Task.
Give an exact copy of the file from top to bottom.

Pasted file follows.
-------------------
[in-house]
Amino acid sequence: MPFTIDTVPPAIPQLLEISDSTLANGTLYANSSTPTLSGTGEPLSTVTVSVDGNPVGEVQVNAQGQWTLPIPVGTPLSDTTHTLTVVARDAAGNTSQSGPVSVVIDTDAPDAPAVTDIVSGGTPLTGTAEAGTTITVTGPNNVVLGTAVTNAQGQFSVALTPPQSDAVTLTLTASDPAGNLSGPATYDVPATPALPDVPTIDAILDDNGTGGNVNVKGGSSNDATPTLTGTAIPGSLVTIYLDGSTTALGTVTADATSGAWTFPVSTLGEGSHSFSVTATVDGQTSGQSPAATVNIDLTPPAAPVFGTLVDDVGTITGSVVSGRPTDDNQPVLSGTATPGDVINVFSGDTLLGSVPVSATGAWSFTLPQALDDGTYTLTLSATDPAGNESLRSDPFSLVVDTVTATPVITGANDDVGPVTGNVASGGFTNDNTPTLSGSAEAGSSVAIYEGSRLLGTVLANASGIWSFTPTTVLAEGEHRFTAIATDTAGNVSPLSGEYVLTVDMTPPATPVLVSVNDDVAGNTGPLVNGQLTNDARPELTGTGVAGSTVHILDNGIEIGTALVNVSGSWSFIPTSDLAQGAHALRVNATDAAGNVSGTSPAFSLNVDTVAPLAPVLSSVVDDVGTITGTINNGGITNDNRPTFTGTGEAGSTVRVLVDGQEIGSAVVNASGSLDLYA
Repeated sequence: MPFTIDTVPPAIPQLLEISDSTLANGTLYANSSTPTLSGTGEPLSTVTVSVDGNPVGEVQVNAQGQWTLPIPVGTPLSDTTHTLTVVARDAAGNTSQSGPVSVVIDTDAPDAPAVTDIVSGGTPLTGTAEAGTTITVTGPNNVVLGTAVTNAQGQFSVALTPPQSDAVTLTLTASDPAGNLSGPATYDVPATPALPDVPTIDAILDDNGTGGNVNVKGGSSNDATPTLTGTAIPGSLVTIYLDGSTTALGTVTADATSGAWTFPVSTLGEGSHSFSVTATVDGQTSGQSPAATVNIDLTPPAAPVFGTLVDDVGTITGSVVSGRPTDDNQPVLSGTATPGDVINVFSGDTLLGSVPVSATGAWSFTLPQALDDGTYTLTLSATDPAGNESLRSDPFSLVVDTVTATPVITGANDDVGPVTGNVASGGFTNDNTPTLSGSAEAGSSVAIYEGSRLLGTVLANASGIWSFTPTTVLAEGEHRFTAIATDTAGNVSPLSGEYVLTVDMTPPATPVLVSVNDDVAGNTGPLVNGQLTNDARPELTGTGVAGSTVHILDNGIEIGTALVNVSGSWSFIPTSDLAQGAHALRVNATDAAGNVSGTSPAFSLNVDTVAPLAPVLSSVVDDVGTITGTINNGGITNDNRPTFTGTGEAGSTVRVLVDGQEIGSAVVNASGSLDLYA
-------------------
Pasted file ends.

[in-house]
Amino acid sequence: MPFTIDTVPPAIPQLLEISDSTLANGTLYANSSTPTLSGTGEPLSTVTVSVDGNPVGEVQVNAQGQWTLPIPVGTPLSDTTHTLTVVARDAAGNTSQSGPVSVVIDTDAPDAPAVTDIVSGGTPLTGTAEAGTTITVTGPNNVVLGTAVTNAQGQFSVALTPPQSDAVTLTLTASDPAGNLSGPATYDVPATPALPDVPTIDAILDDNGTGGNVNVKGGSSNDATPTLTGTAIPGSLVTIYLDGSTTALGTVTADATSGAWTFPVSTLGEGSHSFSVTATVDGQTSGQSPAATVNIDLTPPAAPVFGTLVDDVGTITGSVVSGRPTDDNQPVLSGTATPGDVINVFSGDTLLGSVPVSATGAWSFTLPQALDDGTYTLTLSATDPAGNESLRSDPFSLVVDTVTATPVITGANDDVGPVTGNVASGGFTNDNTPTLSGSAEAGSSVAIYEGSRLLGTVLANASGIWSFTPTTVLAEGEHRFTAIATDTAGNVSPLSGEYVLTVDMTPPATPVLVSVNDDVAGNTGPLVNGQLTNDARPELTGTGVAGSTVHILDNGIEIGTALVNVSGSWSFIPTSDLAQGAHALRVNATDAAGNVSGTSPAFSLNVDTVAPLAPVLSSVVDDVGTITGTINNGGITNDNRPTFTGTGEAGSTVRVLVDGQEIGSAVVNASGSLDLYA
Repeated sequence: MPFTIDTVPPAIPQLLEISDSTLANGTLYANSSTPTLSGTGEPLSTVTVSVDGNPVGEVQVNAQGQWTLPIPVGTPLSDTTHTLTVVARDAAGNTSQSGPVSVVIDTDAPDAPAVTDIVSGGTPLTGTAEAGTTITVTGPNNVVLGTAVTNAQGQFSVALTPPQSDAVTLTLTASDPAGNLSGPATYDVPATPALPDVPTIDAILDDNGTGGNVNVKGGSSNDATPTLTGTAIPGSLVTIYLDGSTTALGTVTADATSGAWTFPVSTLGEGSHSFSVTATVDGQTSGQSPAATVNIDLTPPAAPVFGTLVDDVGTITGSVVSGRPTDDNQPVLSGTATPGDVINVFSGDTLLGSVPVSATGAWSFTLPQALDDGTYTLTLSATDPAGNESLRSDPFSLVVDTVTATPVITGANDDVGPVTGNVASGGFTNDNTPTLSGSAEAGSSVAIYEGSRLLGTVLANASGIWSFTPTTVLAEGEHRFTAIATDTAGNVSPLSGEYVLTVDMTPPATPVLVSVNDDVAGNTGPLVNGQLTNDARPELTGTGVAGSTVHILDNGIEIGTALVNVSGSWSFIPTSDLAQGAHALRVNATDAAGNVSGTSPAFSLNVDTVAPLAPVLSSVVDDVGTITGTINNGGITNDNRPTFTGTGEAGSTVRVLVDGQEIGSAVVNASGSLDLYA